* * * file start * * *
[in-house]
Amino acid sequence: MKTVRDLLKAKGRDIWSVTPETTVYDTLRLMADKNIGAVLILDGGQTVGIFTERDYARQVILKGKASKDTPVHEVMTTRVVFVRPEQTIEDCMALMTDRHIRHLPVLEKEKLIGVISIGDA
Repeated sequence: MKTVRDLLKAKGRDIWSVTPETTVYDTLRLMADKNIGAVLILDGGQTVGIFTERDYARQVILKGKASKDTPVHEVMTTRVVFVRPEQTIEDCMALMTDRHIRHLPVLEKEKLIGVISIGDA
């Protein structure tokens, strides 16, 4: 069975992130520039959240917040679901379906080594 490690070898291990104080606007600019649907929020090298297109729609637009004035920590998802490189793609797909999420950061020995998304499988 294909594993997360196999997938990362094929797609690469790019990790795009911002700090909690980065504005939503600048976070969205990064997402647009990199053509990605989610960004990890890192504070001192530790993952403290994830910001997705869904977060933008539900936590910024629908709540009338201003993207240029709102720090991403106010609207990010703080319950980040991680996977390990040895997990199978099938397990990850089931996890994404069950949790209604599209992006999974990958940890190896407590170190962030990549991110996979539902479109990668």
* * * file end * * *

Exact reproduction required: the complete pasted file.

[in-house]
Amino acid sequence: MKTVRDLLKAKGRDIWSVTPETTVYDTLRLMADKNIGAVLILDGGQTVGIFTERDYARQVILKGKASKDTPVHEVMTTRVVFVRPEQTIEDCMALMTDRHIRHLPVLEKEKLIGVISIGDA
Repeated sequence: MKTVRDLLKAKGRDIWSVTPETTVYDTLRLMADKNIGAVLILDGGQTVGIFTERDYARQVILKGKASKDTPVHEVMTTRVVFVRPEQTIEDCMALMTDRHIRHLPVLEKEKLIGVISIGDA
């Protein structure tokens, strides 16, 4: 069975992130520039959240917040679901379906080594 490690070898291990104080606007600019649907929020090298297109729609637009004035920590998802490189793609797909999420950061020995998304499988 294909594993997360196999997938990362094929797609690469790019990790795009911002700090909690980065504005939503600048976070969205990064997402647009990199053509990605989610960004990890890192504070001192530790993952403290994830910001997705869904977060933008539900936590910024629908709540009338201003993207240029709102720090991403106010609207990010703080319950980040991680996977390990040895997990199978099938397990990850089931996890994404069950949790209604599209992006999974990958940890190896407590170190962030990549991110996979539902479109990668």